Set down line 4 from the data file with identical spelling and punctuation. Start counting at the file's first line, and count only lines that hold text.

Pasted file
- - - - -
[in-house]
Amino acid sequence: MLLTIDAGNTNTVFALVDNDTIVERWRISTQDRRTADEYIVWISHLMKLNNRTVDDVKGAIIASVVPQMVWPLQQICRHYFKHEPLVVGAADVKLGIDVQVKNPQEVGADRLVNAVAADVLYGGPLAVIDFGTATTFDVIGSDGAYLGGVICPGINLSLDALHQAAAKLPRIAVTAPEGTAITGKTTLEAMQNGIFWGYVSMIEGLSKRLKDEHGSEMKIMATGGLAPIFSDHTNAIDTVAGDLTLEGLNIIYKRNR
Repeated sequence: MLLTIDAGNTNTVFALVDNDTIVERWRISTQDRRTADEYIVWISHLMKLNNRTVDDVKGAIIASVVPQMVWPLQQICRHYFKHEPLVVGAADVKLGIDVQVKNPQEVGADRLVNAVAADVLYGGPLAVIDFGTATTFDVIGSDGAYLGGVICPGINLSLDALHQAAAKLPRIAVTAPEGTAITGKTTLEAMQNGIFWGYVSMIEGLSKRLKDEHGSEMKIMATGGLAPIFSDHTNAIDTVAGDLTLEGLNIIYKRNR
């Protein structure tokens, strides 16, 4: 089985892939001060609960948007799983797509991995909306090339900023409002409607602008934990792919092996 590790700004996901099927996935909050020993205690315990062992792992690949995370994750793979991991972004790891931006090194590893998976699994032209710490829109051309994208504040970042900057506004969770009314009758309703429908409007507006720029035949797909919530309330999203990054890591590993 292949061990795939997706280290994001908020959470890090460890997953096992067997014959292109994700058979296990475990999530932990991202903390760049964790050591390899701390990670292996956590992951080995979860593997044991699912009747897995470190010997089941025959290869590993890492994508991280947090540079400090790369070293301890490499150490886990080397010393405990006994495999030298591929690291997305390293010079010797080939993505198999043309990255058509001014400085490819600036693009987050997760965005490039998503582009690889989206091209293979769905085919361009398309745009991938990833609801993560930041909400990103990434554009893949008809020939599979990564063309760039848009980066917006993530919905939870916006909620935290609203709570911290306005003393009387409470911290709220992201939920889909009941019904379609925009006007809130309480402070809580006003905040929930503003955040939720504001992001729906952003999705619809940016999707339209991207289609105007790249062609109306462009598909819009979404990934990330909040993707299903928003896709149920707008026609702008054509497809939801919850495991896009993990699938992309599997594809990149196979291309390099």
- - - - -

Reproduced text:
């Protein structure tokens, strides 16, 4: 089985892939001060609960948007799983797509991995909306090339900023409002409607602008934990792919092996 590790700004996901099927996935909050020993205690315990062992792992690949995370994750793979991991972004790891931006090194590893998976699994032209710490829109051309994208504040970042900057506004969770009314009758309703429908409007507006720029035949797909919530309330999203990054890591590993 292949061990795939997706280290994001908020959470890090460890997953096992067997014959292109994700058979296990475990999530932990991202903390760049964790050591390899701390990670292996956590992951080995979860593997044991699912009747897995470190010997089941025959290869590993890492994508991280947090540079400090790369070293301890490499150490886990080397010393405990006994495999030298591929690291997305390293010079010797080939993505198999043309990255058509001014400085490819600036693009987050997760965005490039998503582009690889989206091209293979769905085919361009398309745009991938990833609801993560930041909400990103990434554009893949008809020939599979990564063309760039848009980066917006993530919905939870916006909620935290609203709570911290306005003393009387409470911290709220992201939920889909009941019904379609925009006007809130309480402070809580006003905040929930503003955040939720504001992001729906952003999705619809940016999707339209991207289609105007790249062609109306462009598909819009979404990934990330909040993707299903928003896709149920707008026609702008054509497809939801919850495991896009993990699938992309599997594809990149196979291309390099």